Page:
You are reading the article How Companies Keep Us Buying New Stuff, And How To Recycle The Rest updated in December 2023 on the website Daihoichemgio.com. We hope that the information we have shared is helpful to you. If you find the content interesting and meaningful, please share it with your friends and continue to follow and support us for the latest updates. Suggested January 2024 How Companies Keep Us Buying New Stuff, And How To Recycle The Rest
When was the last time a broken DVD player lead to a trip to the repair shop? If you can even find a repair shop near you, the odds are good the cost to fix your DVD player will be more than the price of a new one. The reality is we don’t fix electronics anymore, we replace them.
Post-Xmas is when most old gear gets tossed, feeding what experts call a growing throw-away electronics culture. While tech company’s benefit from shorter products lifecycles by encouraging the sale of replacement gear, the byproduct can be harmful to household budgets and the planet.
Barbara Kyle, national coordinator for the Electronics TakeBack Coalition in San Francisco, says the drive for smaller thinner products with increasingly harder to replace components, is partly to blame. But also, companies making delicate electronics with short warranty periods are pushing people to trash their digital gear, not fix it.
“It’s almost always cheaper to buy a new printer than to fix the old one, if you can even find a place to make the repairs,” Kyle says. The end result is electronics – that contain toxic substances, including lead, nickel, cadmium, mercury, brominated ﬂame retardants – ending up in landfills around the world. The environmental group called E-Stewards estimates only 11 to 14 percent of e-waste is sent to recyclers — the rest ends up in landfills or is burned resulting in soil, water, and air pollution.
To find a list of places to recycle your old tech gear near you, find free recycle-by-mail programs, or how to easily sell your used gear online, skip to the end of this article.
Hard to fix gadget trend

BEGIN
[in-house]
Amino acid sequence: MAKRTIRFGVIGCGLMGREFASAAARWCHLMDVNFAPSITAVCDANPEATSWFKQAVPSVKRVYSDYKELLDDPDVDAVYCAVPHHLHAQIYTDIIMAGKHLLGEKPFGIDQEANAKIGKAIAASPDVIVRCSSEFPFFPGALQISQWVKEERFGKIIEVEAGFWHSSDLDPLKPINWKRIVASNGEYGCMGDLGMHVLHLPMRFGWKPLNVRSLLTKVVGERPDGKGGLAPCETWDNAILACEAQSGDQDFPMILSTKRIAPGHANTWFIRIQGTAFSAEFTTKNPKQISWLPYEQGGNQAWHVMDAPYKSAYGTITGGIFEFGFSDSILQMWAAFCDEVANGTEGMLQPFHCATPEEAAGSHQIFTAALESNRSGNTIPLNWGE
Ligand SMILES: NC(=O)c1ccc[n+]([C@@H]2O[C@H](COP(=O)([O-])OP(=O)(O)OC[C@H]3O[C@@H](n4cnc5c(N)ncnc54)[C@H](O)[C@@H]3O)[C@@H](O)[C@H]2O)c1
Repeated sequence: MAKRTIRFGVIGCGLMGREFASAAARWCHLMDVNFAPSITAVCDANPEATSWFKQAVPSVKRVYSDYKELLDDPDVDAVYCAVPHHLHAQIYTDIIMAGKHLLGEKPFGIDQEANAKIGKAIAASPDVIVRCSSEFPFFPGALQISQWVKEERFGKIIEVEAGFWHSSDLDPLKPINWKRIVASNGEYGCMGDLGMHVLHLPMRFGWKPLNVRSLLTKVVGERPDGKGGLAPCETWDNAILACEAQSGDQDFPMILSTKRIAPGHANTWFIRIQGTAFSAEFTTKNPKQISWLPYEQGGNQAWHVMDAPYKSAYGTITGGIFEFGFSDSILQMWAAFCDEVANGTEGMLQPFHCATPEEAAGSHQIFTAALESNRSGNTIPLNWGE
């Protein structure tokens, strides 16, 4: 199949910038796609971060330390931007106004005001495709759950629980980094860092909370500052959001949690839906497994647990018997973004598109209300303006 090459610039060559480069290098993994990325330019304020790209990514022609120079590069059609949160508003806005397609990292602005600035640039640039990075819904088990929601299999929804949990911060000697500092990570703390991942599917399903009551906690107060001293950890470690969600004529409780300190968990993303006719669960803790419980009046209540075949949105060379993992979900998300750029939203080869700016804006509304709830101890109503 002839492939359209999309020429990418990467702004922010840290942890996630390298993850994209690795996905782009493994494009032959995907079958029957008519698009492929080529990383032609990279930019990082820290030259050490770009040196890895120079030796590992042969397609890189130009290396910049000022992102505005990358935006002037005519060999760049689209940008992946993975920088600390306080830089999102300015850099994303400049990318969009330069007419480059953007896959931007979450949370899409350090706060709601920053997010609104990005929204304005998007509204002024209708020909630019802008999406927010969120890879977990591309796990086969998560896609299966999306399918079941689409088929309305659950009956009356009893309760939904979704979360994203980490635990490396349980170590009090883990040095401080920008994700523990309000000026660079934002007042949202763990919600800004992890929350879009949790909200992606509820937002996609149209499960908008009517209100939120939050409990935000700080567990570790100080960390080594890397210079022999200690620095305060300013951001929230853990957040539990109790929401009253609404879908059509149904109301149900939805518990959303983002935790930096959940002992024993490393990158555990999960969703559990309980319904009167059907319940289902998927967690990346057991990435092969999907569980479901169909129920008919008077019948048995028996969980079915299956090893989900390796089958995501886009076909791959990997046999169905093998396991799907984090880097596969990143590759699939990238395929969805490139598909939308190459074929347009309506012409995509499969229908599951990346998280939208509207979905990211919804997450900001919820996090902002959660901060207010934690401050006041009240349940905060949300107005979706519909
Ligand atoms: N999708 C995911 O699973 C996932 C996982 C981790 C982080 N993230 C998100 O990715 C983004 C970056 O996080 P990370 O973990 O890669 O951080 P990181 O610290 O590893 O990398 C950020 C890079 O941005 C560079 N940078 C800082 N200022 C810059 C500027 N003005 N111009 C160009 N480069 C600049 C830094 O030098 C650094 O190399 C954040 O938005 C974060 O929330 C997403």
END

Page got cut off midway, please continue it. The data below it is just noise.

“We are seeing more (electronics) parts being glued into place, like the touchscreens on many smartphones, or the batteries on ultra-thin notebooks,” says Kyle. For example, Apple was criticized by some earlier this year for gluing its lithium polymer battery cells directly to the aluminum unibody shell of the Retina MacBook Pro in order to reduce its size. Teardown site iFixit blasted Apple saying the design made repairs nearly impossible and battery replacements would cost 54 percent more than other MacBooks. While some recyclers said the glued-in battery made it harder to recycle, other recyclers disagreed.
When it comes to tablet and smartphone owners, according to Best Buy Geek Squad agent Derek Meister, these gadget owners are more likely to buy new gear rather than mess with a repair. “Our most common requested repair for tablets and smartphones is cracked screens and battery replacements,” he says. But when it comes to actually fixing gear, if the warranty or service plan has expired, consumers just upgrade, says Meister.
Kyle calls this type of product manufacturing, that make product repairs costly “designing for the dump.”
The cost to repair the original Kindle Fire’s screen is $110, at the repair service site chúng tôi compared to the $160 price tag of a new Kindle Fire from Amazon. IFixYouri charges $280 to repair an Samsung Glalaxy Tab 10.1’s glass and LCD screen, and the same model costs $350 new at Best Buy.
Gear to garbage in record time
Experts like Kyle say inexpensive gadgets are increasingly showing up in discount, grocery, and drug stores at prices people can’t resist. “It’s a printer for $22 or a $30 camcorder, how can I pass that up?” Kyle says when electronics are priced to be impulse buys too often gadgets don’t meet consumer expectations, or break, and end up in the trash. (See related: What’s cheaper: Replacement ink, or a new printer?)
Instead of mindless buying and chucking, people should have greater reverence for stuff, believes Annie Leonard, founder of The Story of Stuff Project, a consumer awareness campaign promoting sensible gadget consumption. In Leonard’s 2010 Story of Electronics video, she points to a possible solution where manufacturers shoulder the responsibility for recycling their gear in an environmentally responsible way.
” Making companies deal with their e-waste is called Extended Producer Responsibility or Product Takeback . If all these old gadgets were their problem, it would be cheaper for them to just design longer lasting, less toxic, and more recyclable products in the first place. They could even make them modular, so that when one part broke, they could just send us a new piece, instead of taking back the whole broken mess. ”
There is no federal legislation pending to establish a federal e-waste take back program by consumer electronics companies, however 25 states have passed legislation mandating statewide e-waste recycling, according to the Electronics TakeBack Coalition.
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How to Recycle Almost Anything BU and Goodwill team up for Earth Day
Green image: sustainability@bu, which carries out BU’s sustainability program, is teaming up with Morgan Memorial Goodwill Industries for today’s Earth Day.
Lounging on GSU Plaza takes on new meaning today.
To help celebrate Earth Day 2010, sustainability@bu, which carries out BU’s sustainability program, is teaming up with Morgan Memorial Goodwill Industries to create a faux living room, complete with couches, carpeting, tables, and chairs — all used — in the middle of GSU Plaza.